Parks Leaders Herald New Laws to Strengthen Partnerships, Leverage Resources


Gloria Sandoval

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CULVER CITY, Calif. – Today at Baldwin Hills Scenic Overlook, California State Parks (State Parks) Director Lisa Mangat, Senator Fran Pavley (D-Agoura Hills), Assemblymember Marc Levine (D-San Rafael) and a number of partners heralded the enactment of two new laws that will help strengthen the state parks system.

Signed by Governor Edmund G. Brown Jr. on October 7, the bills -- SB 204 by Pavley and AB 549 by Levine -- allow State Parks to improve and expand partnerships, enter into agreements with organizations that give youth work opportunities in state parks, accept buildings for use within the parks system, and in other ways helps the department work more easily and efficiently with external partners.

Parks officials celebrated the Governor's enactment of the laws at a relative new urban state park in Culver City that features a sweeping view of greater Los Angeles and a 500-foot peak.   

“We are grateful for Governor Brown, the California State Legislature, in particular Senator Fran Pavley, Assemblymember Marc Levine, Speaker-elect Anthony Rendon, our Natural Resources Agency, and our partners for their continued leadership,” said Director Mangat. “These new laws not only help State Parks strengthen the state park system, but they also make it easier for our partners to help us broaden our impact for more resources and services.”

Among other things, AB 549 clarifies the department's authority to enter into agreements with groups to accept money and services, including for restoration, repair, development, or improvement of a park unit. It also increases the gross revenue threshold of concession contracts which require Legislative approval from $500,000 to $1 million.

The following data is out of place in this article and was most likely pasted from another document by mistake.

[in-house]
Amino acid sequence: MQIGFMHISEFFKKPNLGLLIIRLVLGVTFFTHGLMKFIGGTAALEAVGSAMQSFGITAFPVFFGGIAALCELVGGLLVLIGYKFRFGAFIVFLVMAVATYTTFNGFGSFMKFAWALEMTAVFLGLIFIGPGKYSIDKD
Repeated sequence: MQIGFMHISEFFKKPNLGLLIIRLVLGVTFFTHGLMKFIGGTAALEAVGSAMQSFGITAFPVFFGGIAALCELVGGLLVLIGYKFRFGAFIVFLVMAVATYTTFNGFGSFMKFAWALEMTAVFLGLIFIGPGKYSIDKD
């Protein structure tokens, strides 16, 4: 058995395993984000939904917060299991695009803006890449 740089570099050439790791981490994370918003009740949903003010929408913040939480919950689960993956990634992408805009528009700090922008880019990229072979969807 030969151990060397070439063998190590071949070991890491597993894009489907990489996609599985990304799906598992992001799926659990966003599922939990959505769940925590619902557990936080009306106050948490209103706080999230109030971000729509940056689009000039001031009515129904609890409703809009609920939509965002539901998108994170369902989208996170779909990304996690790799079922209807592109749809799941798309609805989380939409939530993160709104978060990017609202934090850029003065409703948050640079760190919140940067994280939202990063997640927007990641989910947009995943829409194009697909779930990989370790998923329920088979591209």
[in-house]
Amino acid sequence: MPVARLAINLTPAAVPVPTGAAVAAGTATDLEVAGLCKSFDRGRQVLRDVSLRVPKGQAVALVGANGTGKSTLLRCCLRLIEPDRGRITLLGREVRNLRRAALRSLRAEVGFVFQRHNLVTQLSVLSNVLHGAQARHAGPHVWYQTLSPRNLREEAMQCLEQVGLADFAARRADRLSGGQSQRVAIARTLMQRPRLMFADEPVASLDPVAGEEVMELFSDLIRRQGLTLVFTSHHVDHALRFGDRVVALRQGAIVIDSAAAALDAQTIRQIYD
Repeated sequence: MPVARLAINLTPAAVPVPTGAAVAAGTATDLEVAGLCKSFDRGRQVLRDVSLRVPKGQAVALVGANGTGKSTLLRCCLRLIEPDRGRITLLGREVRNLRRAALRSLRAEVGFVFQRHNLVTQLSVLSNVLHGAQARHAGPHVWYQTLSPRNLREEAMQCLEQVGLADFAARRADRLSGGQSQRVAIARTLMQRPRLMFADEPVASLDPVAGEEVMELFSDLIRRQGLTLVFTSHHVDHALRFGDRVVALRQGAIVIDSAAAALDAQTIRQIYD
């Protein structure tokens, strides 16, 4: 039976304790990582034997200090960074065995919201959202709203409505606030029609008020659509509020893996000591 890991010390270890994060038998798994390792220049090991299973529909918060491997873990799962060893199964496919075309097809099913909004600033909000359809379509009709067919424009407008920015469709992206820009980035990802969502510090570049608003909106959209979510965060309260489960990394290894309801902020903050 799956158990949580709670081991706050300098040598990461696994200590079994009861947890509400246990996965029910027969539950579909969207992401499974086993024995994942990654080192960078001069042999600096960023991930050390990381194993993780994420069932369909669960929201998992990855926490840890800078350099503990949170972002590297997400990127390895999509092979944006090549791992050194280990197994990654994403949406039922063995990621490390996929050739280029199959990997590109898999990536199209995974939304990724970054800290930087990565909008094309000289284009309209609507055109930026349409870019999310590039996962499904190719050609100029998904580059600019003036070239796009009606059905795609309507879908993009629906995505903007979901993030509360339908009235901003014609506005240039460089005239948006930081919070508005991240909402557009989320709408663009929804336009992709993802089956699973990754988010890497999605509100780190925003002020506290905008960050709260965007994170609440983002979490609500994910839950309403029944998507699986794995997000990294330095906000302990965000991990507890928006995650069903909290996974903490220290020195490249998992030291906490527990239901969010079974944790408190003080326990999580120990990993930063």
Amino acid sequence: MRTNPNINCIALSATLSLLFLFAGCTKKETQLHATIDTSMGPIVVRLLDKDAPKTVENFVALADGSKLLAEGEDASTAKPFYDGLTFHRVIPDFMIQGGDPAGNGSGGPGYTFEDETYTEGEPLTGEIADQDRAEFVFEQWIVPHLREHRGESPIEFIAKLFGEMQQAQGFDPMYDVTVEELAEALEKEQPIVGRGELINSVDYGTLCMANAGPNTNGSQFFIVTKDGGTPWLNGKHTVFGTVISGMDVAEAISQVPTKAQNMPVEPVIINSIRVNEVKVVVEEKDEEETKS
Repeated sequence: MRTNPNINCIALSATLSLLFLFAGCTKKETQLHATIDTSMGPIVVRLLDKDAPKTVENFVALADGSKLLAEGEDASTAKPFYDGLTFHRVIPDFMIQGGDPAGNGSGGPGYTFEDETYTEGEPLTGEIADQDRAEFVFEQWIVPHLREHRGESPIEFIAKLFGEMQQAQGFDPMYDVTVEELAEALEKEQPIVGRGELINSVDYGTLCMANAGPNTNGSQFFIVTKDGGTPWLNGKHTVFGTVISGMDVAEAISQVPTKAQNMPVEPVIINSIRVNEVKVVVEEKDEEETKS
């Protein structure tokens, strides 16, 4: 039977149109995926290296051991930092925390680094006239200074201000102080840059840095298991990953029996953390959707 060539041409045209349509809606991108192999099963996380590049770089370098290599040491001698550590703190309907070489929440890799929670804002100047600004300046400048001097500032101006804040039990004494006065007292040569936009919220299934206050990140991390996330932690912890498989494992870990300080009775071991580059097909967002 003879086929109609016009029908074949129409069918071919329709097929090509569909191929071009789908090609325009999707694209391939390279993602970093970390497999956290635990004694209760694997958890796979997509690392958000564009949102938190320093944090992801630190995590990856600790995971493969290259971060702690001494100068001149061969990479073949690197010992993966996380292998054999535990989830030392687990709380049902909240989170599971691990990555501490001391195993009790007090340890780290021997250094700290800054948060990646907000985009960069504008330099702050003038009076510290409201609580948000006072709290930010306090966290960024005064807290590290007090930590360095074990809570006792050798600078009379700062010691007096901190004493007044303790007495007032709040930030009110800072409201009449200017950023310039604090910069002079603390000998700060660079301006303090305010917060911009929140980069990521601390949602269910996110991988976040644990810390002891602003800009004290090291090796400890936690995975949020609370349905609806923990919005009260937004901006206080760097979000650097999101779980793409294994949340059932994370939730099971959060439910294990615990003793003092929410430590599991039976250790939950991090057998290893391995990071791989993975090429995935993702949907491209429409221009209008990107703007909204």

SB 204 allows cooperating associations, with the approval of the department, to provide programming beyond interpretation and education and allows the money they collect to be spent on programs within the park unit. It also increases the threshold for the department's requirement to solicit bids for historic restoration projects from $25,000 to $50,000.

The new laws will help State Parks implement the recommendations of the Parks Forward Commission.  In 2013, the Commission was established by the Legislature and Governor Brown to examine the steady deterioration of state parks over many years and to make recommendations on how to reverse that course. The Commission issued its final recommendations in January 2015. Guided by these recommendations, a Transformation Team was formed. The Team developed a tactical Transformation Action Plan, which outlines strategic goals as well as priority initiatives for the department. You can view information on the Transformation effort, including a progress report online at


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California State Parks provides for the health, inspiration and education of the people of California by helping to preserve the state’s extraordinary biological diversity, protecting its most valued natural and cultural resources, and creating opportunities for high quality outdoor recreation.